Second Sons and the Spanish Empire

© Fernando Caracena, 2017

When Christopher Columbus returned to Spain from his first contact with the New World, many young Spaniards rushed out to get there. As emigration increased, colonist accumulated abroad as a population of Americanos. Who were these early migrants and what motivated their exit from Spain? Some of them were pushed out, and others were pulled out. One push came from the (un)Holy Inquisition that wanted individuals for real or made up crimes. People of Jewish ancestry wanted to escape and get as far away as possible from the reach of the Inquisition. Some Spaniards were drawn to make a lot of money, either by finding gold in the New World, or by establishing profitable trading centers and networks there. Appointees of the king (usually from noble families) went abroad as administrators for the crown. They were often accompanied by a large entourage of family. Some of the emigrants who had been abroad, returned to Spain for various reasons and under various conditions. They came back to Spain for their family, to move it abroad to share in their wealth-building efforts. Spaniard who had been to the New World were called Indiados. One way that they offset the cost of the trip back to the New World was to organize a party of sponsors, called criados, who paid them for their guidance and experience in the New World. In modern Spanish, the term, criados, no longer has the same meaning as then. This term now means a household helper, such as a butler or maid (criada). Among the early emigrants were also men of the church of various levels, who went to the New World to evangelize and establish missions and churches.

There was a prominent group of young men, who were drawn strongly by the lure of the New World. These were the younger sons of noble families, called second sons: the Grandes de España (Grandees, or high nobility) and hidalgos (lower nobility, such as knights). These families practiced a primogeniture form of inheritance, in which the entire family estate went to the first-born son. The younger sons, having grown up in wealth and privilege, suddenly found themselves penniless and powerless. They had to scramble to find a means of continuing the lifestyle. There were only a few options opened to them before Columbus: marry a wealthy, high-born lady, get a high-level appointment in government, become an officer in the Spanish army, become a priest. The opening up of the New World, presented another choice: go to the Americas and acquire great wealth and power. Perhaps their older brother could help here to use family influence and money to fund such an adventure.

The early days of Spanish diaspora, called the Age of Discovery (or Exploration), was very dangerous for the individuals involved. Many an Indiado came back to Spain in a coffin. The lucky ones came back to Spain loaded with wealth hoping to find a young wife to take back to the Indies with them. Others decided to just stay in the homeland and network with their relatives abroad by way of floatilla mail, which took months to transact. But there were huge profits to be made by organizing commerce between the mother country and its colonies.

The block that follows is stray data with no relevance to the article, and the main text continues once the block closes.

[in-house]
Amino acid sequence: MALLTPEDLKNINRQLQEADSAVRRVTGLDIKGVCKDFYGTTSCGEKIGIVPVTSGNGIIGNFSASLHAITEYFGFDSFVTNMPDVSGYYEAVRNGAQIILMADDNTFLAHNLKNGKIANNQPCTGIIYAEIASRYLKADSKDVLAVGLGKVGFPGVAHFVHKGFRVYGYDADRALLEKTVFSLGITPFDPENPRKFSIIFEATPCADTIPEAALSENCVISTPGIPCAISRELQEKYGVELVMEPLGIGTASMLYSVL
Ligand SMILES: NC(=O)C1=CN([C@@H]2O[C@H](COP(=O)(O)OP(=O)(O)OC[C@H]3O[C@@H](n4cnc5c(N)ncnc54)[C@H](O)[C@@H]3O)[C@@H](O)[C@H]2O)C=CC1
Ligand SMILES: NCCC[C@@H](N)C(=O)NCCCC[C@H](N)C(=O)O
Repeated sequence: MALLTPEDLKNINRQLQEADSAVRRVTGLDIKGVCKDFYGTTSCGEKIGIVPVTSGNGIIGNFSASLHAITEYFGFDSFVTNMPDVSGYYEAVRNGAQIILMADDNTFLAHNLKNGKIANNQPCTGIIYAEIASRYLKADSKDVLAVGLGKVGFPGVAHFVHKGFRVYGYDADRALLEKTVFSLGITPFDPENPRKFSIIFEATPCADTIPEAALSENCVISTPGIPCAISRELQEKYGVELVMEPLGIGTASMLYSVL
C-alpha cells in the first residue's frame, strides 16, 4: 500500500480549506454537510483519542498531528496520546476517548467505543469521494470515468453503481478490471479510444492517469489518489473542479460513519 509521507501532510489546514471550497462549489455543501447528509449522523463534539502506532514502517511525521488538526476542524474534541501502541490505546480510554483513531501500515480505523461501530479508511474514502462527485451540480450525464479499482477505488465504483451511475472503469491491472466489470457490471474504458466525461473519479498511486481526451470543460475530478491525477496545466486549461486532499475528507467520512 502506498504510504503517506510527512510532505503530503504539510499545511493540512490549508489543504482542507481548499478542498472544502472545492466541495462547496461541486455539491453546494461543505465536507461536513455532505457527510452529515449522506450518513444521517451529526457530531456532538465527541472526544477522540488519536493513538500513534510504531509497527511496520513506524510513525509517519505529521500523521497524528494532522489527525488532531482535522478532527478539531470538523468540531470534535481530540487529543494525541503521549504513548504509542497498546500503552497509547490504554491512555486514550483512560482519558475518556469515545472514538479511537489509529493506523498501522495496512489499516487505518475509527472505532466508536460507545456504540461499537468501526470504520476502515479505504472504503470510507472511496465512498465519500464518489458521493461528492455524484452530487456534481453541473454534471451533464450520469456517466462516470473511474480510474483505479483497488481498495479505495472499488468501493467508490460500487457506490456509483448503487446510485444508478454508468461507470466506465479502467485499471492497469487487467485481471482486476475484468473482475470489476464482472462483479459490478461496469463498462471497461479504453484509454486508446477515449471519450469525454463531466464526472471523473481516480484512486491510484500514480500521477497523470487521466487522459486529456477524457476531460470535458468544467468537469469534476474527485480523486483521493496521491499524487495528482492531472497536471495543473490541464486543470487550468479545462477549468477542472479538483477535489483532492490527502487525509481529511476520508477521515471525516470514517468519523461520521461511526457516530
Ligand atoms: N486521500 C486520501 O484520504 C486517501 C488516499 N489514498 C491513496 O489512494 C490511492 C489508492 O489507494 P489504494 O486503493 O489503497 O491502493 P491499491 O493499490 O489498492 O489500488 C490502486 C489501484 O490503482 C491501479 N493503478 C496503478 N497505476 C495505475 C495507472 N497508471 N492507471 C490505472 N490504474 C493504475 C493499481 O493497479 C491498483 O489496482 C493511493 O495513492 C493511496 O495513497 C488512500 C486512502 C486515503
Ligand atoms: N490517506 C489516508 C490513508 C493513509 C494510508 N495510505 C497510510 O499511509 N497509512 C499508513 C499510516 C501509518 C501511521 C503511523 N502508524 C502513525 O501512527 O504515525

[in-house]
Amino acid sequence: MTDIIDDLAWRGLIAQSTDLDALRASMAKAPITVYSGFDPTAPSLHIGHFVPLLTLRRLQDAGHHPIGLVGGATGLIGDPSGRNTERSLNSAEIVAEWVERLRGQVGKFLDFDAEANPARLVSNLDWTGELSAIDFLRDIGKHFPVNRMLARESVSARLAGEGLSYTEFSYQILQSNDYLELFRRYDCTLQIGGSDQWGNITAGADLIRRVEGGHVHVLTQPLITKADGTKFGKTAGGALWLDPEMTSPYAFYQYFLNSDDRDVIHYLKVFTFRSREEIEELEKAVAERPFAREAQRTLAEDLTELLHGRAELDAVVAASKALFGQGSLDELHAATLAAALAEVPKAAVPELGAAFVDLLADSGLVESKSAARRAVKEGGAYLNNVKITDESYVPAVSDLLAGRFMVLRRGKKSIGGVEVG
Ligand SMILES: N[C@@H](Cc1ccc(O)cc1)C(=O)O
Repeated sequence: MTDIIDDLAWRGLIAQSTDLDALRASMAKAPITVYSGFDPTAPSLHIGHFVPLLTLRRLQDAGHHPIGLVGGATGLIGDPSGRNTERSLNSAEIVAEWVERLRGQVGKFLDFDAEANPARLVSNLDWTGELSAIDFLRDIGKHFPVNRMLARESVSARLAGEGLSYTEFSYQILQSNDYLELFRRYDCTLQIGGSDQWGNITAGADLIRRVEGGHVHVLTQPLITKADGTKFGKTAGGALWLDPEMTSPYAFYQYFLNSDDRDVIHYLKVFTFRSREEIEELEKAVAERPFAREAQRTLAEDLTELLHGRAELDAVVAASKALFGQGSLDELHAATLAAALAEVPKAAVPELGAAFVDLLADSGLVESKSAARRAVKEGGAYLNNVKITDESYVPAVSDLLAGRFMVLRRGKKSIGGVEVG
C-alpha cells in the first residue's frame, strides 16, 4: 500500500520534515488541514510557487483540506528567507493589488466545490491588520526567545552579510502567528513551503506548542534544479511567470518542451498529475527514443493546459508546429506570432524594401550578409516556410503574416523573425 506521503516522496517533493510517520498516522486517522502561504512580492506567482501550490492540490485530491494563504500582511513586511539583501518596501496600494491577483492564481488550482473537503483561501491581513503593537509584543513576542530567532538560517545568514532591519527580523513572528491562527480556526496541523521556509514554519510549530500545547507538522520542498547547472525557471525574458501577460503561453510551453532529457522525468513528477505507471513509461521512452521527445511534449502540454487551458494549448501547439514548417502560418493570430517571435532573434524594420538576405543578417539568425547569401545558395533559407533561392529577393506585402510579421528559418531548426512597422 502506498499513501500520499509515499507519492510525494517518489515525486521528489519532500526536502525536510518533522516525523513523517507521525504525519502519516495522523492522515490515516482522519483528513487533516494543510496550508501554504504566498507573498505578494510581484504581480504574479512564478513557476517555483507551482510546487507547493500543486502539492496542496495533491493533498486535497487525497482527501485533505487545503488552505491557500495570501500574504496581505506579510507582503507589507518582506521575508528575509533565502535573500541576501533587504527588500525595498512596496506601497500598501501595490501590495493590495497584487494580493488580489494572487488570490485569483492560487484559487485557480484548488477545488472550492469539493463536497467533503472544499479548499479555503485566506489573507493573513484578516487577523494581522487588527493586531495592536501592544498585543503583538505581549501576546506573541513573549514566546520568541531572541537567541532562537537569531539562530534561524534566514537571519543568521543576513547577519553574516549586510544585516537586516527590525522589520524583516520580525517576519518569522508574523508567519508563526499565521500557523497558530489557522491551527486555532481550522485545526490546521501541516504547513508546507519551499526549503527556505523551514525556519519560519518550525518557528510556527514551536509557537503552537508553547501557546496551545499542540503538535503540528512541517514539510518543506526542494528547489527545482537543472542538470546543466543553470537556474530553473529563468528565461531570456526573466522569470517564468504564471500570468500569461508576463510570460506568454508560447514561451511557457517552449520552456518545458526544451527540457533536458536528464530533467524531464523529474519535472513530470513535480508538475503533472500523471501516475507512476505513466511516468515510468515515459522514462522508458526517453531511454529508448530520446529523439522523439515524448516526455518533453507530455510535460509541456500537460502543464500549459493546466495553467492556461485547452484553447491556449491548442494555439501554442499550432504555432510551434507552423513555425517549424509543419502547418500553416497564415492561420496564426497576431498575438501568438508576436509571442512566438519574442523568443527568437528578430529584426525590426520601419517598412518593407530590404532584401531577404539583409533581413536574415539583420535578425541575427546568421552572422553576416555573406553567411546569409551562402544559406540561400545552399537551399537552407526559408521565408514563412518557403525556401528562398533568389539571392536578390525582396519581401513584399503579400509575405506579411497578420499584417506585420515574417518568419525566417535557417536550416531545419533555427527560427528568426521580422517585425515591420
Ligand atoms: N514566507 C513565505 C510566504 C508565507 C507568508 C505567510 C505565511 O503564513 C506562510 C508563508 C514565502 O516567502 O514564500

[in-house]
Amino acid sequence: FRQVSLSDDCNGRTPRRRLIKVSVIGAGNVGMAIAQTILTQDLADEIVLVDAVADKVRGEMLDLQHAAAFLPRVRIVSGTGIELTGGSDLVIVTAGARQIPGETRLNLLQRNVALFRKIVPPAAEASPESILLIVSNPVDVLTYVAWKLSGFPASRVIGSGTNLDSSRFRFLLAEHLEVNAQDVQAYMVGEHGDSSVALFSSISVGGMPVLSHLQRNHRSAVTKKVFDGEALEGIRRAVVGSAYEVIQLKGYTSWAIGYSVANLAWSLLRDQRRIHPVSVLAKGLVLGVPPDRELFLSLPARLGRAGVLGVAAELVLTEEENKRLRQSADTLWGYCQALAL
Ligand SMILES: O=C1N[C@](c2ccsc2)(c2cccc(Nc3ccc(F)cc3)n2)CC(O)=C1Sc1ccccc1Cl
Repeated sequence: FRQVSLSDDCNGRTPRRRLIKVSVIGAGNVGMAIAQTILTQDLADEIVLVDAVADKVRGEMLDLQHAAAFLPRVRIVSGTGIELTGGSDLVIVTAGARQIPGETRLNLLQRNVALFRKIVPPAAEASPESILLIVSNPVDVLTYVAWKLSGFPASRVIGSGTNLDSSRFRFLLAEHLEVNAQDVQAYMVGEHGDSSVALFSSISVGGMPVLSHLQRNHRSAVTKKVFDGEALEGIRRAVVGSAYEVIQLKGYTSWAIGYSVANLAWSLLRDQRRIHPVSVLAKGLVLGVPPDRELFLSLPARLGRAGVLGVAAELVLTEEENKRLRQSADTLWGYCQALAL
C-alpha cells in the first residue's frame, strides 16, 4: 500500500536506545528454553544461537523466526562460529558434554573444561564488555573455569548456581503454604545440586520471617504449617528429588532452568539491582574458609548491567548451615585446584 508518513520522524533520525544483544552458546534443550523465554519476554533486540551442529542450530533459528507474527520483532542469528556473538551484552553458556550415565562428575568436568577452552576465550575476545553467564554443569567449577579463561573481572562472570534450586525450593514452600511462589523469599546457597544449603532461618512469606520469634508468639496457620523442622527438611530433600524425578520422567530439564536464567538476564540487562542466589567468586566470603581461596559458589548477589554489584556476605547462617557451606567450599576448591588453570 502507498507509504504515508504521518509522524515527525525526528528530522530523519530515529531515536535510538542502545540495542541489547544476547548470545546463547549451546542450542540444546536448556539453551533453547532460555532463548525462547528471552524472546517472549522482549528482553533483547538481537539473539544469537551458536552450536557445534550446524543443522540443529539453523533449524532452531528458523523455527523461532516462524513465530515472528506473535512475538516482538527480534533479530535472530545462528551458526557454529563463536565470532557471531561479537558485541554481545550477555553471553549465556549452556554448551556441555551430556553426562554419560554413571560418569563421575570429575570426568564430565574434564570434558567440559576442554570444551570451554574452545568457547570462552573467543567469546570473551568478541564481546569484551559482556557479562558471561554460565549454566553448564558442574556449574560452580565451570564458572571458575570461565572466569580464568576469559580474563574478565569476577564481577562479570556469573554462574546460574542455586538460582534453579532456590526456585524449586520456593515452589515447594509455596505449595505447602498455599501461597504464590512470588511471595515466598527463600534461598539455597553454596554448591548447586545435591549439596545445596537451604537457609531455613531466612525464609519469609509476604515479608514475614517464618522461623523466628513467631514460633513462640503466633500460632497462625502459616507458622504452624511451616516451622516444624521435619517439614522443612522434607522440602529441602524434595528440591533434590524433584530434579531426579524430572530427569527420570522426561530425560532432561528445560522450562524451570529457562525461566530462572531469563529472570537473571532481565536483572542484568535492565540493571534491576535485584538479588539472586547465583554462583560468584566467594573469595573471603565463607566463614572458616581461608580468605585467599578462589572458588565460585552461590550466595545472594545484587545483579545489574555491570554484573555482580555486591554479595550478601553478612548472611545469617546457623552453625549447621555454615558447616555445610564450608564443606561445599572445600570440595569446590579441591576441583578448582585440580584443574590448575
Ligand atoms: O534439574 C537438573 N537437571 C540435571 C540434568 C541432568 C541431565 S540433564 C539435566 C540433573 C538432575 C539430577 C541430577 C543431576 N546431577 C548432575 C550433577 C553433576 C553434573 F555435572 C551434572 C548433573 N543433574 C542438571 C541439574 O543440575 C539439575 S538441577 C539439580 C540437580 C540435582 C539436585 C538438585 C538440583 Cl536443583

File:Tower of Gold.jpg

Photograph of the Tower of Gold in Seville, Spain by Monty Ramone, placed in the public domain. From Wikimedia.

Ships heavily loaded with silver and gold returning to Spain attracted the attention of pirates from various other nations. To protect its valuable cargoes, Spain sent out two flotillas of cargo ships accompanied by man-of-wars. An early Spring, the one called la flota, sailed to New Spain and a second, the galion sailed in August, ref.. These fleets at first were sent out from Seville and down river on the Guandalquivir, but later they were sent out from Cadiz, which is on the Atlantic Coast itself. The area around Seville and this part of the Guandalquivir river were a focal point for resettlement by Spanish nobility after the reconquest. We quote the following from a Wikipedia article on Seville:

After the Reconquista, Seville was resettled by the Castilian aristocracy; as capital of the kingdom it was one of the Spanish cities with a vote in the Castilian Cortes, and on numerous occasions served as the seat of the itinerant court...

After the discovery of the Americas, Seville became the economic centre of the Spanish Empire as its port monopolised the trans-oceanic trade and the Casa de Contratación (House of Trade) wielded its power, opening a Golden Age of arts and letters. ”

The concentration of Castilian nobility in the area of Seville, which existed before Columbus, contained the elements that fueled its development as an economic center of the Spanish Empire. The eldest sons stayed behind in this capital and politically anchored and secured their overseas business. Meanwhile, second sons went out and developed new markets.



This entry was posted in History, Spain. Bookmark the permalink.

Leave a Reply

Your email address will not be published. Required fields are marked *